Sherene Nicholas Khouri

The Practice of Da’wa to Promote Relationship Building

Jacob Andrews and Robert Andrews

Bringing “the True Meaning of the Lord of Heaven” to Unreached People

Phil Zarns

Self-Localizing: The Indigenous Church in Context

Alan Howell

Embodying the Seven Movements of Christ: Postures and Pathways for Participation in Mission

Katie Hoogerheide Frost

Internalization: New Frontiers in Learning Scripture

Book Reviews

According to the blurb:

‘In this edition, we explore a variety of topics in mission today. In an insightful article, Syrian apologist Sherene Khouri discusses the history and practice of Islamic da’wa (invitation to Islam), particularly among Muslim women. From this, she suggests how Christian women might engage Muslim women based on this understanding of da’wa. Jacob and Robert Andrews revisit the mission model of the sixteenth- and seventeenth-century Jesuit, Matteo Ricci with an eye toward what might be recovered from his approach to mission. Building on the three- and four-self philosophies of mission, Phil Zarns proposes self-localizing as a means for contextualized mission practice. Reflecting on mission in the context of Mozambique, Alan Howell aims to unpack the story, skills, and strategies needed for embodying the way of Jesus in the world. Finally, moving beyond simply memorizing Scripture, Katie Frost discusses the essential values and practices for internalizing Scripture for the ministries of Scripture engagement.’

Individual articles are available from here.

A printer friendly pdf is available here.

A full colour pdf is available here.

Archived issues of the journal are available from here.

Wednesday 17 April 2024

The Big Picture Magazine 9 (2024) on Craft

The ninth issue of The Big Picture, a magazine produced by the Kirby Laing Centre, has recently been made available.

According to the blurb:

‘This issue of the magazine continues our exploration into the theme of Craft. It features a meditation on healthy and unhealthy craft in our editorial, The Glory of the Ordinary; interviews with practitioners of the craft of woodworking and music; discussions of reading, writing, drawing, and art-making; essays on aspects of the work of C.S. Lewis, J.R.R Tolkien, and the films of Terrence Malick; and much more.’

More information is available here, and the issue can be downloaded as a pdf here.

Online versions of the previous issues of the magazine are available from here.

Friday 12 April 2024

David Sandifer on the Ethic of Innocence

Cambridge Papers are published once a quarter and address a wide range of topics, offering ‘Christian reflection on contemporary issues’.

The latest paper is available online here (from where a pdf can be downloaded here):

David Sandifer, ‘The Ethic of Innocence: Lessons From Early Nineteenth-Century Christian Moral Reformers’, Cambridge Papers 33, 1 (March 2024).

Here is the summary:

‘Apart from costume dramas, Victorianism has on the whole not aged well. In particular, its moral posture is often associated with rigidity and propriety, not to mention hypocrisy. This paper will seek to retrieve for closer examination one aspect of ‘Victorian values’ – the ‘ethic of innocence’ – which animated Christian reformers of the Wilberforce generation, and motivated many of their efforts. It will further attempt to draw some lessons from this mentality for Christians seeking to life faithful lives in the often bewildering cultural context of the twenty-first century.’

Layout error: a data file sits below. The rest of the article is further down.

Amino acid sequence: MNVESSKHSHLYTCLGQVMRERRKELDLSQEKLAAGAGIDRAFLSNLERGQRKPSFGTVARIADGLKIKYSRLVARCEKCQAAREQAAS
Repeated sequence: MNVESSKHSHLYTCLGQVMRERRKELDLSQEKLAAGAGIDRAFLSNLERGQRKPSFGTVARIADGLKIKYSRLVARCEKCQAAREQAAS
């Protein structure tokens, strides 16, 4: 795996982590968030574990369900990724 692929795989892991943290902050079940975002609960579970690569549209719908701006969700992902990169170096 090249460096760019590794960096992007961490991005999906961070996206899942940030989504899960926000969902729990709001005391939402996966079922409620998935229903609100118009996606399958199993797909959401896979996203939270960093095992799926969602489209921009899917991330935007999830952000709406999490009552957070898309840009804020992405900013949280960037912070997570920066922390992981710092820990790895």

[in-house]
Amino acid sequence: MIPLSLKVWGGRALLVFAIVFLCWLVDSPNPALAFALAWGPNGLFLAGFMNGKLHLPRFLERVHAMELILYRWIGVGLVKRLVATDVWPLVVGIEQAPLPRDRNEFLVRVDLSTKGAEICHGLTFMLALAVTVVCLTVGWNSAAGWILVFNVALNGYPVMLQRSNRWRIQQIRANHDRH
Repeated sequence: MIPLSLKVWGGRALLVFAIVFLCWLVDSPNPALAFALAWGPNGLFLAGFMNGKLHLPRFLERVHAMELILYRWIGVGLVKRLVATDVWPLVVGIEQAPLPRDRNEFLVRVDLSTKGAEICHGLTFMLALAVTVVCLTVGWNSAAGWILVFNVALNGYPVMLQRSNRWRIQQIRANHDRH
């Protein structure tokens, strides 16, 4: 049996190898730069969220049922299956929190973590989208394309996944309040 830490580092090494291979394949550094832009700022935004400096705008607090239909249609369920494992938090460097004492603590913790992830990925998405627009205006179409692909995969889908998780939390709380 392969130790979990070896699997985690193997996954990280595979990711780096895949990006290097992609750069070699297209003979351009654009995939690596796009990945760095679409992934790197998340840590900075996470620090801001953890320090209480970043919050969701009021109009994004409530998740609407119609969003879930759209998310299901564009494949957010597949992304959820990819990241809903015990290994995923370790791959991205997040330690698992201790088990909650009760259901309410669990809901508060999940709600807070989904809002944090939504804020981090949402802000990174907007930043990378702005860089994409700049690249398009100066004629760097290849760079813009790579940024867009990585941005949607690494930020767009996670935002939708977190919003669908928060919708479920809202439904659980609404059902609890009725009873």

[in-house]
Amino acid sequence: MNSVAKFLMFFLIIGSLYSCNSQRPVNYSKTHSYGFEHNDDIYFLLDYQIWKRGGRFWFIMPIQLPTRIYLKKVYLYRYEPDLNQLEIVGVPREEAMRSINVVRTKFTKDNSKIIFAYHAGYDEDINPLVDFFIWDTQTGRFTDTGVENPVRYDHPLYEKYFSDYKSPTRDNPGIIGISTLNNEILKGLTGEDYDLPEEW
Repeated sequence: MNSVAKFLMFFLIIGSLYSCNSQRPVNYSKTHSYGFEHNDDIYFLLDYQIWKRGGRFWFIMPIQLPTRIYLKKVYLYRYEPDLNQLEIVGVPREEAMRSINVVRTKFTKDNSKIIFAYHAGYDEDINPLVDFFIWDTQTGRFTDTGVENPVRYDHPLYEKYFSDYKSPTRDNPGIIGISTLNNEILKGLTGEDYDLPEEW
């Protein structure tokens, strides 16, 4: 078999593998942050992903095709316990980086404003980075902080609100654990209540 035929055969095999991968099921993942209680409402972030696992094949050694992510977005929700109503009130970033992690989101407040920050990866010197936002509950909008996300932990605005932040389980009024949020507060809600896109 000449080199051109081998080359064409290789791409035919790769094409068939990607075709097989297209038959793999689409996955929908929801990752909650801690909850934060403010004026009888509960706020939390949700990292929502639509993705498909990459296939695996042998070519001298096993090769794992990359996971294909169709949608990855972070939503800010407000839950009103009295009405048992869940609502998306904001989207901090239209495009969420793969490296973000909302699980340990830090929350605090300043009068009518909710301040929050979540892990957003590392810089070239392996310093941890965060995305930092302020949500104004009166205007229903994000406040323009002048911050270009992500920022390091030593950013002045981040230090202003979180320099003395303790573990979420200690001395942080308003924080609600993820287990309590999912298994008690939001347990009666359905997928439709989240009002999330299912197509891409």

Thursday 11 April 2024

Tim Keller on Romans 1–7

Every month, The Good Book Company make available digital versions of one of their books at no charge. This month (April 2024) it’s Romans 1–7 For You by Tim Keller, which is available in exchange for an email address here.

Wednesday 3 April 2024


All 12 issues of Primer, published by the Fellowship of Independent Evangelical Churches, have been made available for free as pdfs.

From the website:

‘Primer was born out of a desire to help church leaders to stay theologically sharp. Sometimes, pastors train for ministry at a theological college but then find it hard to maintain further study after moving into ministry […]

‘[E]ach issue of Primer takes one topic of theology and expands on it six or seven long-form articles.

‘Each issue looks at what’s been said about the topic historically, and how the church is engaging with it today. There are often reviews of helpful books to encourage further reading as well as chapters focused on how the topic shapes pastoral ministry. There are even interviews now again with ministry leaders.’

The following volumes were published:

Issue 01: True to His Word – on the trustworthiness of Scripture

Issue 02: How Far We Fell – on the doctrine of sin

Issue 03: True to Form – a biblical approach to gender and sexuality

Issue 04: A Place to Stand – on justification by faith

Issue 05: Coming Soon – on the end times

Issue 06: Newness of Life – on sanctification

Issue 07: Show & Tell – on apologetics

Issue 08: How Great a Being – on the doctrine of God

Issue 09: All Being Equal – on the Trinity

Issue 10: This World with Devils Filled – on the devil, demons, and spiritual warfare

Issue 11: A Little Lower than the Angels – on the doctrine of humanity

Issue 12: In the Flesh – on the incarnation

See here for more information, and to download the issues.